Summary: A Topical Christmas Sermon
The Most Wonderful Time of the Year
Christmas is a season of wonder. Someone expressed that wonder this way:
I am the Christmas Spirit—
I enter the home of poverty, causing pale faced children to open their eyes wide, in pleased wonder.
I cause the miser’s clutched hand to relax and thus paint a bright spot on his soul.
I cause the aged to renew their youth and to laugh in the old glad way.
I keep romance alive in the heart of childhood, and brighten sleep with dreams woven of magic.
I cause eager feet to climb dark stairways with filled baskets leaving behind hearts amazed at the goodness of the world.
I cause the prodigal to pause a moment on his wild, wasteful way and send to anxious love some little token that releases glad tears--tears which wash away the hard lines of sorrow.
I enter dark prison cells, reminding scarred manhood of what might have been and pointing forward to good days yet to be.
I come softly into the still white home of pain, and lips that are too weak to speak just tremble in silent, eloquent gratitude.
In a thousand ways, I cause the weary world to look up into the face of God, and for a little moment forget the things that are small and wretched.
I am the Christmas Spirit.- E. C. Baird
One carol joyfully proclaims Christmas as “the most wonderful time of the year.” Sometimes, in the midst of the rush and worry that the world has added to Jesus’ birthday, it is not easy to keep an attitude of wonder and joy. But before we get too far into the season, let’s pause and remember why Christmas is the most wonderful time of the year. To help do this, I want us to look back at the story of some men who traveled far from home to look for the King Whose birthday we celebrate at Christmas- a group of men known as the Magi. Their story is found in Mat. 2:1-12, where you and I can learn that:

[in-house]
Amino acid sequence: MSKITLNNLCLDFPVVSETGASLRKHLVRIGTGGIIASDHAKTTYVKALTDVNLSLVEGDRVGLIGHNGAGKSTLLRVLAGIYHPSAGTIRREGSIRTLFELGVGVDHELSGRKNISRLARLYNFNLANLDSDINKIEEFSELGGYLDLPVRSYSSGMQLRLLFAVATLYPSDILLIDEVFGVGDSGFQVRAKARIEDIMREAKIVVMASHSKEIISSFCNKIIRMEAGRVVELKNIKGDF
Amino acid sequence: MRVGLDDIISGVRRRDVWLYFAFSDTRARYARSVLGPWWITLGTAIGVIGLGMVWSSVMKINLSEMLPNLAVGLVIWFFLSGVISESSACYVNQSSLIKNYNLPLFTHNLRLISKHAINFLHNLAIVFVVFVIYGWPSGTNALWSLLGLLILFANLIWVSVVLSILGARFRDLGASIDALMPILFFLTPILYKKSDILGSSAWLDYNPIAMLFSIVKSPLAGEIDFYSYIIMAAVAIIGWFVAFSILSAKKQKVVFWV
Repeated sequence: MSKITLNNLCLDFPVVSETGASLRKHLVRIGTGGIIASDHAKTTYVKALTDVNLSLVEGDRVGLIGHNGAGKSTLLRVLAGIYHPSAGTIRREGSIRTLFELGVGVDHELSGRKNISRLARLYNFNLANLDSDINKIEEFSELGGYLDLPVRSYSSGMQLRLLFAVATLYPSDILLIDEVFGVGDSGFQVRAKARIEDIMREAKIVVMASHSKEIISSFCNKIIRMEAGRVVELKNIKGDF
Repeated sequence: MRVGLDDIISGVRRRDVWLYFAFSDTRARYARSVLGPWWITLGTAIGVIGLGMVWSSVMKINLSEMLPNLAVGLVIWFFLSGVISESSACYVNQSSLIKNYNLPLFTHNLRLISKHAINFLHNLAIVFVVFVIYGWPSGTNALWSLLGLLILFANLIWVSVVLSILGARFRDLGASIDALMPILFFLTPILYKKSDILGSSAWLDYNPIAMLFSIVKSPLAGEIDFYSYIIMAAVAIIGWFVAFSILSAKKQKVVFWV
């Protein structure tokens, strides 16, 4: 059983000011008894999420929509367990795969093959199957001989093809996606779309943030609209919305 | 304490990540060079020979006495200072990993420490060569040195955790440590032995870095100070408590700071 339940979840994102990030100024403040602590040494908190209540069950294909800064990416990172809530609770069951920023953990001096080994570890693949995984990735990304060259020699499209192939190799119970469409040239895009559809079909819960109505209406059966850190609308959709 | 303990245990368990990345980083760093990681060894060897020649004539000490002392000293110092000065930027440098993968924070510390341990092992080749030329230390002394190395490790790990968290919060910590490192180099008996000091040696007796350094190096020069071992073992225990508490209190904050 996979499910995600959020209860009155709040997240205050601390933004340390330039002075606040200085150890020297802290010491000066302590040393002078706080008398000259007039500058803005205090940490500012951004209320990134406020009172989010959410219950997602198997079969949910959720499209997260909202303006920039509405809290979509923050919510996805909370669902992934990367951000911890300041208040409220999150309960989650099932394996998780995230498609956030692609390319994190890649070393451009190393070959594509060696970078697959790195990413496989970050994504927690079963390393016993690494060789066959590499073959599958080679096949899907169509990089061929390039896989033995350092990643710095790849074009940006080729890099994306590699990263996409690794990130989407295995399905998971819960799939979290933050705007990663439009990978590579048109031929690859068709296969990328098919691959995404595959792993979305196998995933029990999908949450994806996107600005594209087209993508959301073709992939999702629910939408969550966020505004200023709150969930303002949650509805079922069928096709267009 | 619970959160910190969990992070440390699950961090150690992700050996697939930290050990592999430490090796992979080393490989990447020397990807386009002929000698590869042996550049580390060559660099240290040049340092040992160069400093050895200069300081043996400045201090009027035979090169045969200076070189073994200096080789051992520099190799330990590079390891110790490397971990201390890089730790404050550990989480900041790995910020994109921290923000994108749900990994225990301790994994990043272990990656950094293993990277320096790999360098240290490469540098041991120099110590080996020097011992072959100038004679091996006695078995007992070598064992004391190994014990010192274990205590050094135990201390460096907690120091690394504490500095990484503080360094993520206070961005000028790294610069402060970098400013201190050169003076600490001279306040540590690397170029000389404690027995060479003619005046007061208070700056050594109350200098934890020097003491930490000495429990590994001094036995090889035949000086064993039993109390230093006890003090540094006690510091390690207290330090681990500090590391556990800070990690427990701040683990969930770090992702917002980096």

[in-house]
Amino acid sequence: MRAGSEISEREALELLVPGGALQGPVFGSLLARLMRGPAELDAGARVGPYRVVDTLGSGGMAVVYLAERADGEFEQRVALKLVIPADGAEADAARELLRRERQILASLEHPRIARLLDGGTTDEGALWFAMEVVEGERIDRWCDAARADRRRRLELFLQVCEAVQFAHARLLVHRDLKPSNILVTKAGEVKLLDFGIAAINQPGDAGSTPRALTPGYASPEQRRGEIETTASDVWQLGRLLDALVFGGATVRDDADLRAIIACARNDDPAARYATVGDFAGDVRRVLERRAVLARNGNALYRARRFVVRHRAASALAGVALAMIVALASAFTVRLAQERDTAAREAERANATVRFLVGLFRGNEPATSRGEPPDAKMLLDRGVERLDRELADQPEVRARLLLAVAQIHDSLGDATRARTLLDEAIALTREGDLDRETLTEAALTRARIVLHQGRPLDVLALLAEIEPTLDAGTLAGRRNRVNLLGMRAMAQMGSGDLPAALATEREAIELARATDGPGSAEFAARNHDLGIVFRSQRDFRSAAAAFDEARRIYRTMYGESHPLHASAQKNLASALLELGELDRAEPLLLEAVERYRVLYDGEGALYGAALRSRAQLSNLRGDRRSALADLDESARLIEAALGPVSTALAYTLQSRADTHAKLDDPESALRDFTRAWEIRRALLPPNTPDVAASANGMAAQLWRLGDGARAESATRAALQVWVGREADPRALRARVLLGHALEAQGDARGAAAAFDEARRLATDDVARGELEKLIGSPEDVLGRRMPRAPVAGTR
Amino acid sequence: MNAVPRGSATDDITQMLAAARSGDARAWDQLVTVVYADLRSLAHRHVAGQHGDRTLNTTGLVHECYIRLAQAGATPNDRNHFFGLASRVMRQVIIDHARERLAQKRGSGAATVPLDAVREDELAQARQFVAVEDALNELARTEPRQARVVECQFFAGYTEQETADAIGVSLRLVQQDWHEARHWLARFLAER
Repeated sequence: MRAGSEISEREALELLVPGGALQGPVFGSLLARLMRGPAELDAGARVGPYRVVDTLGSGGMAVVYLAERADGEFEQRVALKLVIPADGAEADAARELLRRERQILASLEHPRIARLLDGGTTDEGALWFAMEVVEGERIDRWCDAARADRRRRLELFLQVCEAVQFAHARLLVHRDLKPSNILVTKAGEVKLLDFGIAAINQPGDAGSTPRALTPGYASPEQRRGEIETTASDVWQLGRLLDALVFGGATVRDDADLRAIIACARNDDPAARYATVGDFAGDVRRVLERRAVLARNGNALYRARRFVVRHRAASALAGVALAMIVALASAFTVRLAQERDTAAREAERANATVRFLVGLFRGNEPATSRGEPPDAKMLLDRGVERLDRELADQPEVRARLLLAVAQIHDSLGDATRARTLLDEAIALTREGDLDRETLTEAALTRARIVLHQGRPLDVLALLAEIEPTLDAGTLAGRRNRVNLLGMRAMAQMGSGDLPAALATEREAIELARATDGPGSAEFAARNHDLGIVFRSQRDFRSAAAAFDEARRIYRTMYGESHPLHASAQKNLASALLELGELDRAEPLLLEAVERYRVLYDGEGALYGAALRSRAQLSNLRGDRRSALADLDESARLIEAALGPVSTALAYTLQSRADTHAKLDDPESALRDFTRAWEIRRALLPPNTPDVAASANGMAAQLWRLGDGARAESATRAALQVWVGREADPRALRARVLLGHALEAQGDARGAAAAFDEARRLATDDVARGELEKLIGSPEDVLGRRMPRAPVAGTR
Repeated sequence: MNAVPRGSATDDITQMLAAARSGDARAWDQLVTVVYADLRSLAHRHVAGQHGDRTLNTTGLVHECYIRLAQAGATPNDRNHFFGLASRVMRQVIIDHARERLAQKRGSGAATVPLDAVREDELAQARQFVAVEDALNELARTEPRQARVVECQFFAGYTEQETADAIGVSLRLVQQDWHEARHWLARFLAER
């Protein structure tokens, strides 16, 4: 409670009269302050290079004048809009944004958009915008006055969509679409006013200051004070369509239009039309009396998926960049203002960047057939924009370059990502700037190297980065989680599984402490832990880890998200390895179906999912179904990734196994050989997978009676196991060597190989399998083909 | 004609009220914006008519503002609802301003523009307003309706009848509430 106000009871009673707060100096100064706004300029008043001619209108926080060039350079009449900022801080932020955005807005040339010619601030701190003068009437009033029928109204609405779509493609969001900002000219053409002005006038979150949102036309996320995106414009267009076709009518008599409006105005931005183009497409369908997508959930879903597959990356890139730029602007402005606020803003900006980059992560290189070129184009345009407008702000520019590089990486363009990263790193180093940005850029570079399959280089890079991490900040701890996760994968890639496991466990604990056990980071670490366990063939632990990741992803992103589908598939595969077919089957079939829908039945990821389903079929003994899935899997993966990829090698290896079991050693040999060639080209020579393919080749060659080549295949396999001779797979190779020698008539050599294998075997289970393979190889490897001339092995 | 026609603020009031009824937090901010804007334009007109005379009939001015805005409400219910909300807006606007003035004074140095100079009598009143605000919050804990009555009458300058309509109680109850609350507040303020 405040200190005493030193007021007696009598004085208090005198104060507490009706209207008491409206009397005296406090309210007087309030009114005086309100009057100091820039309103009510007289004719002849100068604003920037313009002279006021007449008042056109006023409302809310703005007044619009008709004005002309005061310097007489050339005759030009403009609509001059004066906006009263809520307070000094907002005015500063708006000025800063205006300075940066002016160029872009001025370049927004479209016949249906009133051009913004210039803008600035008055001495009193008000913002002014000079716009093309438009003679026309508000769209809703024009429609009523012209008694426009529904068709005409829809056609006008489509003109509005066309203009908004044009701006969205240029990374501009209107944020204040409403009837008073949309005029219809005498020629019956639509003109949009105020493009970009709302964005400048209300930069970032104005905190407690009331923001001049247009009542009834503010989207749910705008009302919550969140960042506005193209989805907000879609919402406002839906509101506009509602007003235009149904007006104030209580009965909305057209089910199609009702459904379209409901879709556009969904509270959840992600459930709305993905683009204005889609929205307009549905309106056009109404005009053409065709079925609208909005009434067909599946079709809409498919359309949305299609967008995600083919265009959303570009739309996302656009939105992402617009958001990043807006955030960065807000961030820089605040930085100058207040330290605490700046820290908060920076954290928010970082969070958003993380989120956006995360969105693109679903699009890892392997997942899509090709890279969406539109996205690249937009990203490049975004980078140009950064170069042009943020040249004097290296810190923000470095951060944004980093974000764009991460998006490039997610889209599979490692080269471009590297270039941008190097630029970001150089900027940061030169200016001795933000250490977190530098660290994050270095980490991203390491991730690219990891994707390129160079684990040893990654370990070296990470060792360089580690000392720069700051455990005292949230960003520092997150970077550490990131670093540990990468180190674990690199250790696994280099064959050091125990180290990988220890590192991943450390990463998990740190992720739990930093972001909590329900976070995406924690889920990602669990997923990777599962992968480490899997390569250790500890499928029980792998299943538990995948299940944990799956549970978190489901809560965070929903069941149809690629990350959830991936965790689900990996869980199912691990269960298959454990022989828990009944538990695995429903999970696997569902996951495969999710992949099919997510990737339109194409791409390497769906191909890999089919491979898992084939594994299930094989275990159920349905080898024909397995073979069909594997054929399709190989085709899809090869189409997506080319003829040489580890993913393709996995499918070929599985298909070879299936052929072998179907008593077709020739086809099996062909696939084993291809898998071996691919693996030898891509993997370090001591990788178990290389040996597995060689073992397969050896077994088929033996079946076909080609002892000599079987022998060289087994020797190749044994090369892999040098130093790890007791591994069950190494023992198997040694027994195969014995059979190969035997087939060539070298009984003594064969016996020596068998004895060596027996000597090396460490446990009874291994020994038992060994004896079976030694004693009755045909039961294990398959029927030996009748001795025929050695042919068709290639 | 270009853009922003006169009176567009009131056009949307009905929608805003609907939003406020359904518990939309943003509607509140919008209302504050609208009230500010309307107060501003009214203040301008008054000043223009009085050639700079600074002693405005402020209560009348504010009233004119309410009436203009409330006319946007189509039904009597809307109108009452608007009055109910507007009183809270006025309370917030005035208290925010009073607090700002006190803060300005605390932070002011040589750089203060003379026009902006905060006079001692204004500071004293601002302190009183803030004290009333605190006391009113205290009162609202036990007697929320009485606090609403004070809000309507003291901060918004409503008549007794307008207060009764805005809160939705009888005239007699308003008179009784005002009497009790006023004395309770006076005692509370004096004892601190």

I. Christmas is a time of expectation.
I. Christmas is a time of investigation.
II. Christmas is a time of celebration.
I. CHRISTMAS IS A TIME OF EXPECTATION.
I came across a collection of letters that children wrote to Santa Claus. Some of them were pretty good. One said, "Dear Santa, there are three little boys who live at our house. There is Jeffrey; he is 2. There is David; he is 4. And there is Norman; he is 7. Jeffrey is good some of the time. David is good some of the time. But Norman is good all of the time. I am Norman."
Children know the wonder of Christmas as a time of expectation. So did the people of Jesus’ day.
Historians record that many people were expecting a special Person to be born around this time. Several Roman writers of that day, including Josephus, Tacitus, and Suetonius had predicted a great ruler would be born somewhere in Judea, and even some Jews had some expectation about a ruler that would be born then. But while these shadowy hopes could never focus on Who or What would come, one group of men found some concrete evidence in the appearance of a star.
The Wise Men, or Magi, mentioned in these verses are a mystery to many Bible scholars. Some say they were from Persia, Mesopotamia, or even Arabia. We know they were from the east, and we know they were Gentiles. William Barclay, in his commentary describes these Magi as men who were skilled in philosophy, medicine and natural science. They were known to interpret dreams, and study the natural world, including the stars, for clues to meaning in the universe. You could say that they were students of the God’s general revelation, just as the Psalmist: